To further investigate the sub-clusters of DEGs involved in EMT, overlapped genes between DEGs of GC and a hallmark gene set of EMT were selected to construct the protein-protein interaction (PPI) network by utilizing the STRING database (https://string-db.org) (Szklarczyk et al., 2017). To enhance the dependability of the PPI network, the highest confidence (>0.900) was chosen as the required interaction score. The visualization of the interaction network was implemented via Cytoscape software v3.5.
Validation of prognostic values of EMT-related genes in GEO datasets
The web-based Kaplan–Meier (KM) plotter database is capable of assessing specific genes of survival using the data of 1,065 GC patients from the GEO database (Szasz et al., 2016). Overall survival (OS) and first progression (FP) were selected as the main indicators of prognostic assessment. Mean expression of all probes of the same gene was calculated as the expression of each gene. The log-rank p < 0.05 was considered as statistical significance.
Analysis of the receiver operator characteristic (ROC) curves was performed to explore the efficacy of SERPINE1 in discriminating different molecular subtypes (EMT and non-EMT subtype) and OS prognosis (good OS ≥2 years, living and poor OS <1 year, deceased) in GC. The KM curves were carried out to compare the survival distributions between patients with high and low mRNA levels of SERPINE1 in the TCGA STAD dataset. Univariate and multivariate Cox regressions were implemented to investigate the prognostic impact of SERPINE1 in GC patients of TCGA STAD dataset. Pearson correlation tests were used to assess the relationship between SERPINE1 and EMT-related genes in the TCGA STAD dataset via the GEPIA database (Tang et al., 2017). An independent sample t-test and one-way ANOVA was used to compare the statistical significance between two or more samples, respectively. Two-tailed p-values < 0.05 were considered as statistically significance. Statistical analysis was performed using the SPSS 19.0 (Chicago, IL, USA) and Graphpad Prism 5.0 software (Graphpad Software, Inc., San Diego, CA, USA).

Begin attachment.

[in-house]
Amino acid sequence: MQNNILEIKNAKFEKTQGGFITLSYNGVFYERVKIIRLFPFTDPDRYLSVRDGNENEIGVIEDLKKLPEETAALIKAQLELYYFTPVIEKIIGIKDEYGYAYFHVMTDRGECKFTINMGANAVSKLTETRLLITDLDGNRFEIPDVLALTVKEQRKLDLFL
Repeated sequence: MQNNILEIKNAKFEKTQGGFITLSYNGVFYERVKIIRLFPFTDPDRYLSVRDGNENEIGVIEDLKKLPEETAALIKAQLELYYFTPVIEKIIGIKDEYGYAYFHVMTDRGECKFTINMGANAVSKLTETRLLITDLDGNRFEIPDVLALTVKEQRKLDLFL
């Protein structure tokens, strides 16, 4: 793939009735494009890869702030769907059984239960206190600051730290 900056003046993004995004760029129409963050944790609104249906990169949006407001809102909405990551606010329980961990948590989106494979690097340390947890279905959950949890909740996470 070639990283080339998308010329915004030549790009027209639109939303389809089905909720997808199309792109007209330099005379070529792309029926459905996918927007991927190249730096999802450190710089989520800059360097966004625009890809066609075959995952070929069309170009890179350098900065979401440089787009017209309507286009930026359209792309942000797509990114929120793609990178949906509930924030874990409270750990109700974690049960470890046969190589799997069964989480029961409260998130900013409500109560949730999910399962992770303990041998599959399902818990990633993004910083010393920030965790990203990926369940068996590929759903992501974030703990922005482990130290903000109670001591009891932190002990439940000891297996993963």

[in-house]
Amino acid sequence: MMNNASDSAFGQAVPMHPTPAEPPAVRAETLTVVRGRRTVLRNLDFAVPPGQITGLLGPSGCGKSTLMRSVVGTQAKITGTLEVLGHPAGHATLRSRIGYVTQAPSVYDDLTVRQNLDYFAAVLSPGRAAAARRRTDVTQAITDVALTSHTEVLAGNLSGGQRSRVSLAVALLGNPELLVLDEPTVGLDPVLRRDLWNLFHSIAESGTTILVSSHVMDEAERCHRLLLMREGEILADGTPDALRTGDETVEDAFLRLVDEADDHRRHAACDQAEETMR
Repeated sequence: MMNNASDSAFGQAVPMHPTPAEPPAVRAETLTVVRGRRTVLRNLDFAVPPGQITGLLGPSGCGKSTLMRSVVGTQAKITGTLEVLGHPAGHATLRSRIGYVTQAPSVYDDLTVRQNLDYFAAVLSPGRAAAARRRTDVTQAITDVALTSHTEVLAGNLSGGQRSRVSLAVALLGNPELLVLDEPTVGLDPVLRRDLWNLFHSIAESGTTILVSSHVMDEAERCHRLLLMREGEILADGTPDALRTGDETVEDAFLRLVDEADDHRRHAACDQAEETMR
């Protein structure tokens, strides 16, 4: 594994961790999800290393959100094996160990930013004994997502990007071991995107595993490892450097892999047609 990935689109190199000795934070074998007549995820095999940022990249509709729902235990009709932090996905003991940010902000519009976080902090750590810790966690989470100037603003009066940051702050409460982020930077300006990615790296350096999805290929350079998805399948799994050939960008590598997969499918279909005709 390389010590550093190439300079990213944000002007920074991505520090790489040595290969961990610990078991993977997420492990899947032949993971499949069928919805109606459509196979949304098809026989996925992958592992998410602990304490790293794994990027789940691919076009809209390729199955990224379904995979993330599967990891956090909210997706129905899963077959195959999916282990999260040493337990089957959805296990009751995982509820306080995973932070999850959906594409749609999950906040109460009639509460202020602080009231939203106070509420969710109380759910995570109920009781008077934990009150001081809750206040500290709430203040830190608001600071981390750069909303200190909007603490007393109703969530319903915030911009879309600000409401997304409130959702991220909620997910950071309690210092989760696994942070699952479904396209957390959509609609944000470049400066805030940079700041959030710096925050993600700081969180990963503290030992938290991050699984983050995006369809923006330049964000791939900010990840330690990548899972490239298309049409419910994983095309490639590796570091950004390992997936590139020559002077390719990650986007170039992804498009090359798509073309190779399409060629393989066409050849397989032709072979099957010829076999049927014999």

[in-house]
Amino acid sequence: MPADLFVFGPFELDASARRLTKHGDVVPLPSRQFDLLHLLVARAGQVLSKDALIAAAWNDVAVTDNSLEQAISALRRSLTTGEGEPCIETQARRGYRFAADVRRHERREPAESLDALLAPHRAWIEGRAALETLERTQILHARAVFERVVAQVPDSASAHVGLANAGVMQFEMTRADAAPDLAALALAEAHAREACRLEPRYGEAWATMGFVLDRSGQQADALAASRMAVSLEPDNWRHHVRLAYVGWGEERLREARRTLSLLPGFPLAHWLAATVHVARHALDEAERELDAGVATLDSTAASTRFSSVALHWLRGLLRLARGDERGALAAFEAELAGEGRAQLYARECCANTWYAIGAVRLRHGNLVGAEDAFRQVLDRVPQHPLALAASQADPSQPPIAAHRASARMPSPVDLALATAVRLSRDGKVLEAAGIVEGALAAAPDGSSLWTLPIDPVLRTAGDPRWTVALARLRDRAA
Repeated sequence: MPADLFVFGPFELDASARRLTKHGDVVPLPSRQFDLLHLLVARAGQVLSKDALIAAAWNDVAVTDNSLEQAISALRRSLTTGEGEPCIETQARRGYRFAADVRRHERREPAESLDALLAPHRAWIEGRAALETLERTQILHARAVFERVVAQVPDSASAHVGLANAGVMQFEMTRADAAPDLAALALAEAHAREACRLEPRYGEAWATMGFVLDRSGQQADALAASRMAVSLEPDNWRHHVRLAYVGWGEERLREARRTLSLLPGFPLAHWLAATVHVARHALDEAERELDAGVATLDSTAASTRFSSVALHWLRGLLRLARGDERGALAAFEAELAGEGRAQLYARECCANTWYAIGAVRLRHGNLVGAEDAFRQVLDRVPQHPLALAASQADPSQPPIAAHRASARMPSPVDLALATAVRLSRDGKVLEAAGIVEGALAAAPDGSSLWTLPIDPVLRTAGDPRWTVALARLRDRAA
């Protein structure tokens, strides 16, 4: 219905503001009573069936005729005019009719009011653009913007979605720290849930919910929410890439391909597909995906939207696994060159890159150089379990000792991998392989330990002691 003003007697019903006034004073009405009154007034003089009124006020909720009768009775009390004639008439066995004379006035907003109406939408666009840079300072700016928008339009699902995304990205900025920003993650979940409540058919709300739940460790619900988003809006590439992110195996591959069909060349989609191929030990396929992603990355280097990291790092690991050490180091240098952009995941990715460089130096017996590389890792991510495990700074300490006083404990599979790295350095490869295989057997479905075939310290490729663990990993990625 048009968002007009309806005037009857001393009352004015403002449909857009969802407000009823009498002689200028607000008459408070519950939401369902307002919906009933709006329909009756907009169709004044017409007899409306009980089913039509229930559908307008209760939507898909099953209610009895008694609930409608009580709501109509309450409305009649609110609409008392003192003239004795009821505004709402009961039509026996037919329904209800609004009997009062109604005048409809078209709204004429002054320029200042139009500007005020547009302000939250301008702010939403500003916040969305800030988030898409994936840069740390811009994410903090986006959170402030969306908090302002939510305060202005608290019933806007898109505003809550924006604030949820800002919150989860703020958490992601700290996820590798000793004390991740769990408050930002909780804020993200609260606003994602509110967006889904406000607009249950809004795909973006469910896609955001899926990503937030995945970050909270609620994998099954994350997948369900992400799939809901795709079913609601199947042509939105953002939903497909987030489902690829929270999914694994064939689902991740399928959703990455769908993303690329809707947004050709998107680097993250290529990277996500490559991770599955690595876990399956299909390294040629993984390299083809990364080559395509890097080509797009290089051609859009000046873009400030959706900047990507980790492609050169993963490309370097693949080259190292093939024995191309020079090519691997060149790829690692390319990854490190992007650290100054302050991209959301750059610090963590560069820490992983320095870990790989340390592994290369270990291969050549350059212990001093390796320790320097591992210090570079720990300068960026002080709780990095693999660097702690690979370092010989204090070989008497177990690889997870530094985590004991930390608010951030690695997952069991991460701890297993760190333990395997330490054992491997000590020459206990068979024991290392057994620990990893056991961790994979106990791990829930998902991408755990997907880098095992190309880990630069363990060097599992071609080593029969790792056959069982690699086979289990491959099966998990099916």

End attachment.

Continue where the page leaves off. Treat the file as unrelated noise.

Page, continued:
Screening and bioinformatic analysis of DEGs in GEO datasets
To identify DEGs associated with gastric tumorigenesis, we applied the GEO2R tool to screen for DEGs between normal and tumor tissues. To enhance the dependability of our data, we overlapped DEGs from each GEO dataset to obtain commonly upregulated and downregulated DEGs. A total of 104 overlapped upregulated and 61 downregulated DEGs were identified among multiple datasets (Figs. 1A and 1B). To further investigate the functions of filtered DEGs, we employed GO and KEGG enrichment analysis to annotate dysregulated genes and signaling pathways. The results of the GO analysis showed that biological processes such as collagen catabolic process, ECM organization, and collagen fibril organization, and molecular functions like ECM structural constituent, heparin binding, and platelet-derived growth factor binding were found to be significantly enriched among DEGs (Figs. 1C and 1D). Analysis of the cellular components indicated that proteins encoded by DEGs were mainly located in the extracellular space and regions (Fig. 1E). KEGG enrichment analysis showed that ECM-receptor interaction, protein digestion and absorption, PI3K-AKT signaling pathway, gastric acid secretion, and focal adhesion were significantly enriched in DEGs (Fig. 1F), suggesting that alterations of the ECM might be responsible for the malignant progress of GC.